Tuesday, 3 April 2012

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I was in Islamabad when I first heard the news of UK based Pakistani students being arrested by the British police on charges of terrorism. As the details came out, it was nine of them arrested in anti-terror raids from different parts of England and as the Prime Minister Brown termed were guilty of hatching a very big plot against the UK. Being myself a Pakistani studying in England, my first reaction was that of disbelief and shock to say the least. I was completely aware of the academic, financial and logistical struggle it involves to become a student in Britain. But then more than that the Pakistanis are an extra ordinary community in the Britain, have been so for decades now. Out of a sixty million population in UK, there are two million Muslims and about 900,000 of them are of Pakistani origin. Not just the British but the whole world can never become oblivious to their proud achievements and rich contributions in the fields of economics, law, medicine, sciences, history, culture, arts and research. But for these caught Pakistani students, they were not only kept in the illegal custody of the British authorities for thirteen days but were also physically and mentally tortured. They were not allowed to contact their families back home who quite understandably faced an immensely difficult period. And on one fine morning after thirteen days of interrogation and intelligence checks, these students were released by the embarrassed authorities as no charge could be proven against them.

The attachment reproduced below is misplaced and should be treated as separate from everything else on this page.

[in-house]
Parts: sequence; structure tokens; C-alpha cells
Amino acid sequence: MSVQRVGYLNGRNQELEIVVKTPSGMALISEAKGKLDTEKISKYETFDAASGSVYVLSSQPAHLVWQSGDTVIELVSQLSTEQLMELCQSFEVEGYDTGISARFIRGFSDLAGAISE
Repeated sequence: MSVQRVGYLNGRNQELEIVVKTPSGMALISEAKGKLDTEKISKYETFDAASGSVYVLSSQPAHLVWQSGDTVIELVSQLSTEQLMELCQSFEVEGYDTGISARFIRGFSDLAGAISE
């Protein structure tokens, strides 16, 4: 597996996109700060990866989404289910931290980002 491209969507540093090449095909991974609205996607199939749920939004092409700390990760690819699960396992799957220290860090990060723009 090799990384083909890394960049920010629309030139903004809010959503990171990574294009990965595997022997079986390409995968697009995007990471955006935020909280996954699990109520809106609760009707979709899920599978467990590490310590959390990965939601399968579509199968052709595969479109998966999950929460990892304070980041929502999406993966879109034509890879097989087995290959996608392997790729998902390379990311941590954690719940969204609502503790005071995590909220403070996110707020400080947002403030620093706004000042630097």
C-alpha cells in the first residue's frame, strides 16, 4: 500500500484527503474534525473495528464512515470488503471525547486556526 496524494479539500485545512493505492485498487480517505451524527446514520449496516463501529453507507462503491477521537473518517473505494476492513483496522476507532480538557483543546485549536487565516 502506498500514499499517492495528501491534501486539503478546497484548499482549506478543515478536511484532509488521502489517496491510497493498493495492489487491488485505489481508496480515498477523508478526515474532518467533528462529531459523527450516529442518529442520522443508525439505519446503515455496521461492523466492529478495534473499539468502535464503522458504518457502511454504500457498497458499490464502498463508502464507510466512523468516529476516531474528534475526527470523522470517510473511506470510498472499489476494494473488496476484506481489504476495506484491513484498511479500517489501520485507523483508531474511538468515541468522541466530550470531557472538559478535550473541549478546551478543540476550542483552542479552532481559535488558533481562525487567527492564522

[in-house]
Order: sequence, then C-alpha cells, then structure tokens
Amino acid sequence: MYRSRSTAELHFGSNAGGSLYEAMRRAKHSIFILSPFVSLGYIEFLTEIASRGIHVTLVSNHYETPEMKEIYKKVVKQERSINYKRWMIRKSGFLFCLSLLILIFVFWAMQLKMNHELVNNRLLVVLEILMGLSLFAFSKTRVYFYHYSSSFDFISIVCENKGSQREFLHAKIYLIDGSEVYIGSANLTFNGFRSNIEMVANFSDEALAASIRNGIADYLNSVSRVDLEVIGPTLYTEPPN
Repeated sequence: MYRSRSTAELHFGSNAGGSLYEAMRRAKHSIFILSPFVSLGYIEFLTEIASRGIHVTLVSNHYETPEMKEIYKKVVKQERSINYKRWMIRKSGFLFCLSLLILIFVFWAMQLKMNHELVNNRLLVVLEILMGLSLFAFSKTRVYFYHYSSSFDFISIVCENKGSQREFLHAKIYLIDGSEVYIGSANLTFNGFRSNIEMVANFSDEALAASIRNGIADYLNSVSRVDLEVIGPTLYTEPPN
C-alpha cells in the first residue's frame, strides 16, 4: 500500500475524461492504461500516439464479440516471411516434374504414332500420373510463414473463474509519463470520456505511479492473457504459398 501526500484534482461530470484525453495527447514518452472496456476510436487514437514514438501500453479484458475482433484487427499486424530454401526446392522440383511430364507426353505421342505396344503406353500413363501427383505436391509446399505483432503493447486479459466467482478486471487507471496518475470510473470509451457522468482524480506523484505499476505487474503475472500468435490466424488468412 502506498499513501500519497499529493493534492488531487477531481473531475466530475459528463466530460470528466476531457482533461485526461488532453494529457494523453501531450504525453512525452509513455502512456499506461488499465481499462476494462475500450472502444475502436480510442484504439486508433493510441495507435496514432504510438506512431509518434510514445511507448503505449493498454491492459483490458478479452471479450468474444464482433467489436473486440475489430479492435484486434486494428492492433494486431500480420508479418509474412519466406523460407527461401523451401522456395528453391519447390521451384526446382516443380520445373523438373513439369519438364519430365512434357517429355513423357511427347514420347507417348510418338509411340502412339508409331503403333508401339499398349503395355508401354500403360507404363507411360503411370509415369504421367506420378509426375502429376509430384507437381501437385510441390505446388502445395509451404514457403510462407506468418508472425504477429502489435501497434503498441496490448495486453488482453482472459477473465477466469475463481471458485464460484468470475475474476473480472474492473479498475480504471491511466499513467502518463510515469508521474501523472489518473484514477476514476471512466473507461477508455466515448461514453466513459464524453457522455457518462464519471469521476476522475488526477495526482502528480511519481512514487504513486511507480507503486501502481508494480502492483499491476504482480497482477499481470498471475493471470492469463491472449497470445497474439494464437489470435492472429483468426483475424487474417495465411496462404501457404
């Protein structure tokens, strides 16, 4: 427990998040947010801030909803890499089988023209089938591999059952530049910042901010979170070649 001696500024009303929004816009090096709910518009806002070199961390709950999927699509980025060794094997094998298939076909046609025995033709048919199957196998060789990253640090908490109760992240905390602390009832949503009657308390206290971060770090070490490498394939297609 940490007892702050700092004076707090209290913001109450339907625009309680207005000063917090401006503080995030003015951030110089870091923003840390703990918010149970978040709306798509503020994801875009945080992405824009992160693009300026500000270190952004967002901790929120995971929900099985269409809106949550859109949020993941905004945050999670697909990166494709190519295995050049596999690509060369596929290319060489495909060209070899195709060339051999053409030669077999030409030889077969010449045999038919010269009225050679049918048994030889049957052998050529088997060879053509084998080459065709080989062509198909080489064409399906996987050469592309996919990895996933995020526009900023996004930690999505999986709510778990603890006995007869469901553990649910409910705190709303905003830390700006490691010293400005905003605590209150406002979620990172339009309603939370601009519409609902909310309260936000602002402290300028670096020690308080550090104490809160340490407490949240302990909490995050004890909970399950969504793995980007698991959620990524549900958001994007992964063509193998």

It disturbed me, deeply. It disturbed me as a Muslim, as a Pakistani and as the educated youth of Pakistan. I knew from day one that this was not us; it could not be us, any one of us. Though in the last few years some unfortunate incidents have made Pakistanis vulnerable to terrorist suspicions but as someone who was born and brought up in Pakistan, I have complete faith in the fundamental building blocks for the state and nation of Pakistan. Our country was born on the highest pedestals of human excellence. It promised complete tolerance, peaceful co-existence of multiple religious/ethnic/sectarian beliefs, a pluralistic social order, freedom of thought and expression, egalitarianism and a democratic form of governance. We as a nation are completely and deadly against all forms of violence be it political, social or economic. We are an extremely peace loving nation which does not approve of the minutes acts of extremism.. We are a victim of this menace. We are a victim because we have lost thousands of our innocent citizens including men and women, children, youngsters and elders in cruel and insane suicide bombings in our markets, schools, mosques, parks and other public places. We are a victim because we have lost hundreds of our brave soldiers, the sons of our soil in attacks on military consignments, their offices and official residences. We hate blood and dead bodies, the brutality un-nerves us and the loss of our loved ones infuriates us. We cannot relate ourselves in any which way to terrorism, we cannot imagine the killings of innocent people in our wildest thoughts for this is not what are made up of. We neither represent nor can stand this inhumanity under any circumstances. We as a nation and as the educated youth of Pakistan do not scum and subscribe to the narrowly, pathetically, untruly, unfairly and fallaciously interpreted version of our extremely beautiful and most serene religion of Islam, which has an extraordinary tradition of humanity, tolerance, brotherhood and love. As a Muslim, it is a most painful experience we as a civilization have been subjected to. It saddens and shocks us to witness such shameless interpretations of Islam to suit interests of gaining political mileage and power. Pakistan has been enriched by some of the biggest Sufi Saints of the century who have spent their entire lives spreading the love and light of a universal love for humanity regardless of class, caste, gender, race, religion, ethnicity, age, social status or economic background. Millions of Pakistanis today find solace in their teachings and have followed their paths for achieving human excellence, positive thinking, real emancipation and enlightenment. We do not connect with terrorism, at all.